of electronically switchable molecules on top of the silicon. Such molecules switch on and off just like a standard transistor.

    "It took just a few minutes to make an imprint," Williams said.

    Still, the technology is at least five years from being commercially available, Williams said.

    "Things are moving along faster than we anticipated," he said. "Even given that, we're just now demonstrating feasibility, and it's a
    long way from feasibility to product."

    The demonstration memory holds about 64 bits of data, thousands of times smaller than the 128 megabytes in the much larger chips
    found in today's personal computers.

    And the success rate for the manufacturing process was only about 20 percent. The biggest challenge was sticking -- something anyone
    who has fried an egg can understand.

    "When we peeled the mold off, we had a material, or parts of the circuit, just literally pull away," he said. "That's a problem we have
    to address and improve in our processing."

    Williams' group also built a simple logic circuit that can address specific areas of nanoscale memory.

    "It's a necessary step in order to have a real memory made out of this technology," he said.

    The work is "a very important step forward in a years-long effort," said James C. Ellenbogen, principal scientist in the Nanosystems
    Group at the MITRE Corp., a not-for-profit research company.

    "This is certainly a really impressive step forward for them and the whole research program as well as for the entire electronics
    industry worldwide."

    Copyright © 2002 The Associated Press. All rights reserved. The information contained in the AP News report may not be published,
    broadcast, rewritten or redistributed without the prior written authority of The Associated Press.

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    Oh crap.... DMCA/DCMA (same diff) boy am I in trouble!
  • bald people won't have computers?


  • What do you do with a computer with unlimited speed and an infinite amount of memory?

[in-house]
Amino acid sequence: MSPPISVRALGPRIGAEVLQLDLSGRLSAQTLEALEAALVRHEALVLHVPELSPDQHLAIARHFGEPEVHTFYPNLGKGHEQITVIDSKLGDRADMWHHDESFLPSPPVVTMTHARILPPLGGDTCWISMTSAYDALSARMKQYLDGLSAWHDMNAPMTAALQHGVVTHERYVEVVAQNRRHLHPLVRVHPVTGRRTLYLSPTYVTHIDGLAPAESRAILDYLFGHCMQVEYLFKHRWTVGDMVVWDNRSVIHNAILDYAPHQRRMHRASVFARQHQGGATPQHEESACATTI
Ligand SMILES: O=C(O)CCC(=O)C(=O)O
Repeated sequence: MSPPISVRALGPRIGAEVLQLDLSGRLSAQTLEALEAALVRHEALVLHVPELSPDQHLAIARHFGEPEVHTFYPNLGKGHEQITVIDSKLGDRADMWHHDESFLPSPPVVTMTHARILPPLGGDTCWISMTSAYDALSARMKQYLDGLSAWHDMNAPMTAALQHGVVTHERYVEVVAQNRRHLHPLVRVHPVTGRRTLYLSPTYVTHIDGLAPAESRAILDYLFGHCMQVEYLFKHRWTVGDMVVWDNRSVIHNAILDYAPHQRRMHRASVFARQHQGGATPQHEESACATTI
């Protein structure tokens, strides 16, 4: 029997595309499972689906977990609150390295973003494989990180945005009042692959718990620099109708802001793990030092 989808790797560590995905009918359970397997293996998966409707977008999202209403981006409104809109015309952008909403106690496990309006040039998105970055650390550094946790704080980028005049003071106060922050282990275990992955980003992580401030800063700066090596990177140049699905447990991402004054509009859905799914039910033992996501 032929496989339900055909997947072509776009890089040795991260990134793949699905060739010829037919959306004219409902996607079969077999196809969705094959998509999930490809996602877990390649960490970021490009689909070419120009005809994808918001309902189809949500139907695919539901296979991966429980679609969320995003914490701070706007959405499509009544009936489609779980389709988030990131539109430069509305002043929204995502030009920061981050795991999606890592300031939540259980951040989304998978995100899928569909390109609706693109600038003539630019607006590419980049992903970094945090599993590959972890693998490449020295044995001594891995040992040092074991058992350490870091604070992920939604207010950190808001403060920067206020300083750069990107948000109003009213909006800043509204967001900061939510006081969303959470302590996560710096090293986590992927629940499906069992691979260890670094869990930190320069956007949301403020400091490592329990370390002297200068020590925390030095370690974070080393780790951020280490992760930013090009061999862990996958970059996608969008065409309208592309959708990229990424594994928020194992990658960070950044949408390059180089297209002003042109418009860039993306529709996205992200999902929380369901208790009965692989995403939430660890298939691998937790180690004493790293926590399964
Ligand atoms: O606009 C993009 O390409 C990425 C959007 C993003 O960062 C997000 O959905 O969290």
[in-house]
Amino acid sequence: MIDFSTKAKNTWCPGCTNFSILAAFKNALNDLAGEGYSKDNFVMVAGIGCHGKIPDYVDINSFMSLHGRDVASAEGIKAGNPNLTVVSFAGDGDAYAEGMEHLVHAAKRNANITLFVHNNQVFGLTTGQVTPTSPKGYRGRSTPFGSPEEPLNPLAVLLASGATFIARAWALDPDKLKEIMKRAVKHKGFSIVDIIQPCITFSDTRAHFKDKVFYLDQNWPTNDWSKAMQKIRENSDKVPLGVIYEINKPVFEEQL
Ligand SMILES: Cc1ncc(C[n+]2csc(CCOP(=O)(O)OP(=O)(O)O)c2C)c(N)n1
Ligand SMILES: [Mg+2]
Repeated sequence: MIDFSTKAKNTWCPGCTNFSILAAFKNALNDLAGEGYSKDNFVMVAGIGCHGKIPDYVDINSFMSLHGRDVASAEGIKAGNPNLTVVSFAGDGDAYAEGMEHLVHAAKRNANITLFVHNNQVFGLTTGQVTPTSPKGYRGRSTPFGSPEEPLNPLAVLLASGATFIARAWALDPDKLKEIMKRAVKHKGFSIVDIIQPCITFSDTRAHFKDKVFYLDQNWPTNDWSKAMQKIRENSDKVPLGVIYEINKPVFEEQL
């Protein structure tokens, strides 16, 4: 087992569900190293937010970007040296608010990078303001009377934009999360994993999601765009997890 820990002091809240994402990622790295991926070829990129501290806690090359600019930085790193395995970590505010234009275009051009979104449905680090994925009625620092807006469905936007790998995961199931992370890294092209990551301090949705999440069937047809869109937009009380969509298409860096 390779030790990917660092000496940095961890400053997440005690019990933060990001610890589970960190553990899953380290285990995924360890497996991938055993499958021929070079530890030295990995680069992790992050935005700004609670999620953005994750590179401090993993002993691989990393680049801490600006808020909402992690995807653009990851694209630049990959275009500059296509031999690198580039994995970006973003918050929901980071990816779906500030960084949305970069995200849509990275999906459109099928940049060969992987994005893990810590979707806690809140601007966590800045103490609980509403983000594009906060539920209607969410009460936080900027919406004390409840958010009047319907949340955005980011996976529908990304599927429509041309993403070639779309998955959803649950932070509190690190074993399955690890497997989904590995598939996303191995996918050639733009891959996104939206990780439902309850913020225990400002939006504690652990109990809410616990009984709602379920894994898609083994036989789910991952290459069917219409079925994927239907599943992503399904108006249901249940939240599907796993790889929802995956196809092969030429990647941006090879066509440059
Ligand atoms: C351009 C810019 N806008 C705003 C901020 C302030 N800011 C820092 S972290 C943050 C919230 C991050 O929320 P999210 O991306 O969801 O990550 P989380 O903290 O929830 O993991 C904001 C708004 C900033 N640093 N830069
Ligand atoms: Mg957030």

• We seem to see these super jumps forward in memory/store/processing power using various combinations of holography, molecular storage, quantum tunneling and warp space...yet I still see the same size memory available on pricewatch [pricewatch.com] for the same prices.

    When will any of these advancements be available for my machine? In a store near me?

    --
    Mike
  • So does this mean i can get soon 10gb ram's and put there that stinking wind0ze to perhaps to prevent it from being so damn lagged even with newest hardware available?

    Tho, even i'd had that amount of ram it would be one pain the ass trick to get wind0ze into ram and boot it from there... so anyone done that? ;)

    time is 12:48AM here, perhaps it's time to get my breakfast... and change coffee to juice =)
    • YES, this is *EXACTLY* what it means. With the fact that this memory is faster than hard drives and unlike your RAM keeps its memory when voltage is removed.

      I can see putting 5 or 10G in a box for the OS and applications. Hard drives will be for your content perhaps.

      Perhaps Windows will still be around by the time this makes it to market. So what? Windows itself may be fast, and may be be _more_ stable by that time. Now take that same system put a Unix on it and compare. Same old game, just faster and better.

      I'll take my BSD, Linux and OS X any day, thank you. 5G boot strap for the OS on my Mac? Oh yeah...
    • OMG!! That's it!!! i'm going to buy a 512mb DDR chip next paycheck, and use a DOS Ramdrive program, and boot windows 98 from RAM!! it HAS to work!! Reece, PS. if i manage to ever a afford a 512mb chip, i am trying this!! and no, i am NOT (excessivly) insane!
  • Using Molecules as Building Blocks!!!! WHOAH! Jebus! That's never been done before.

    ...and this little factoid,
    "about 64 bits of data, thousands of times smaller than the 128 megabytes"

    More like 2 million times smaller.

    But seriously, now, isn't this aricle a bit to dumb-downed and fluffed up for Slashdot?